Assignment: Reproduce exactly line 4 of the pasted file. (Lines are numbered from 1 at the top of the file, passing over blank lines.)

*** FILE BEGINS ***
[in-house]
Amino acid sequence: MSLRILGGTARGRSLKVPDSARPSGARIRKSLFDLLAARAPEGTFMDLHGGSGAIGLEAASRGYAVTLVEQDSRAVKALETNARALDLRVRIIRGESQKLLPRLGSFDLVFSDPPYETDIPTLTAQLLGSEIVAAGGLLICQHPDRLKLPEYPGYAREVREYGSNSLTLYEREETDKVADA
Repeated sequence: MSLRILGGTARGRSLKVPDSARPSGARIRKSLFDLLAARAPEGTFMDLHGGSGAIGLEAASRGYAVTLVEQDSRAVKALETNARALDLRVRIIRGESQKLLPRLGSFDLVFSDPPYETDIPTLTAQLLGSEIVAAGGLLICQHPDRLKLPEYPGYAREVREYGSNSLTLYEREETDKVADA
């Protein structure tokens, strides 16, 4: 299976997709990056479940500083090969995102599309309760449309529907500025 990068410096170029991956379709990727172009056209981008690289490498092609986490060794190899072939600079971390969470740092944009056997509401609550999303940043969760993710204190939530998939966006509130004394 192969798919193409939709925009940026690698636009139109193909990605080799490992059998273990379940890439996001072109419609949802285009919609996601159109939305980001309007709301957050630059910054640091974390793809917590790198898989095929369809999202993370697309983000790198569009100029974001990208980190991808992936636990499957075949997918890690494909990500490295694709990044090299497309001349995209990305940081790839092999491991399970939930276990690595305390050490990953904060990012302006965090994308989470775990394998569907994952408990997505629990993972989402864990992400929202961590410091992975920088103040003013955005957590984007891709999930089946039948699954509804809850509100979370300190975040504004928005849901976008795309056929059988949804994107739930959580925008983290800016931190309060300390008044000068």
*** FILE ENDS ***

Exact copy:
């Protein structure tokens, strides 16, 4: 299976997709990056479940500083090969995102599309309760449309529907500025 990068410096170029991956379709990727172009056209981008690289490498092609986490060794190899072939600079971390969470740092944009056997509401609550999303940043969760993710204190939530998939966006509130004394 192969798919193409939709925009940026690698636009139109193909990605080799490992059998273990379940890439996001072109419609949802285009919609996601159109939305980001309007709301957050630059910054640091974390793809917590790198898989095929369809999202993370697309983000790198569009100029974001990208980190991808992936636990499957075949997918890690494909990500490295694709990044090299497309001349995209990305940081790839092999491991399970939930276990690595305390050490990953904060990012302006965090994308989470775990394998569907994952408990997505629990993972989402864990992400929202961590410091992975920088103040003013955005957590984007891709999930089946039948699954509804809850509100979370300190975040504004928005849901976008795309056929059988949804994107739930959580925008983290800016931190309060300390008044000068």